Wednesday, 22 May 2013

Making Education Relevant

Most teachers at some point in their career have been asked by students, ‘Why do I need to know this?’ or ‘When am I going to use this?’ Questions like this arise when students fail to see relevance in what they are learning.

One method, outlined in the Ontario Science Curriculum, to make science more relevant is to relate science to technology, society and the environment. For example, after students in a chemistry class learn about the properties of chemical compounds, they could analyze the chemical components of household cleaning products and discuss their effect on the environment. While this approach does illustrate how chemistry is applicable outside the classroom and helps students to develop an awareness of the environment, its ability to make chemistry relevant to students is questionable. 

A more effective way to make topics relevant is to take the theory in the curriculum and find ways for students to apply it in the classroom. Consider the previous example: instead of simply analyzing cleaning products, students could design their own. This approach would require students to apply their knowledge rather than to simply examine the problem from a distance. Not only would this approach make the topic more relevant and interesting to students, it will also require students to use higher-order thinking. When developing their product, students would need to consider many factors in their design such as chemical composition, concentration and environmental effects based on the intended use of their product (i.e. is it for industrial use or for a family with young children?).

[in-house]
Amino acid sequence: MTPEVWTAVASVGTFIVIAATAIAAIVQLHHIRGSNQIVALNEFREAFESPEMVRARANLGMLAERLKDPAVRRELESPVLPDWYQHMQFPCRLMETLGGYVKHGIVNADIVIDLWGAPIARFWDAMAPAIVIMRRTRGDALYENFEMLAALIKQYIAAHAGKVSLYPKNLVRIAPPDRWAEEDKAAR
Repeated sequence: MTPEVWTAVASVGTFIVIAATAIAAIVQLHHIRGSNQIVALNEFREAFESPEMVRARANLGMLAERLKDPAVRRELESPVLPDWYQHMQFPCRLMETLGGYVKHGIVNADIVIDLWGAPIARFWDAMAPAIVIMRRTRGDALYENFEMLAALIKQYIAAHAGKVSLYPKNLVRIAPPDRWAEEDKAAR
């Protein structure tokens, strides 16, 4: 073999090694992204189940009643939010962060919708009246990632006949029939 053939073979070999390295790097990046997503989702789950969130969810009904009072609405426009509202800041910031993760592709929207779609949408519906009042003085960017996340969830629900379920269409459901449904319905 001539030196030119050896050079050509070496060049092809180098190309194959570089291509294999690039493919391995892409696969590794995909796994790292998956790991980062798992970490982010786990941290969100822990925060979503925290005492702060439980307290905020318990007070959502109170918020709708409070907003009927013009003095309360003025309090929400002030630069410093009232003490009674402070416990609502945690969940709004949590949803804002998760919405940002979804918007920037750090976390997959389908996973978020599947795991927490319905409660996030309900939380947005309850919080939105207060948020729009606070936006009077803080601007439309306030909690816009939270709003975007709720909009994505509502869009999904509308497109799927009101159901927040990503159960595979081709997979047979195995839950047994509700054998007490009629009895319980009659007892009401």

I was recently talking to one of our math teachers. During this discussion, another example of how to make a course more applicable came up. We discussed how programming could be used to teach mathematics. Trigonometry, linear equations, quadratic equations and matrices are all important elements to both mathematics and programming languages. If students were to use the theory learned in math class to build simple computer applications, not only would math become more relevant, students would also learn the valuable skill of programming.

When students work with open-ended problems, they inevitably take different paths through the problem. As such, making content relevant through application helps to promote student independence and leads to a more personalized experience for each student.

Kyle Acres
Learning Technology Adviser

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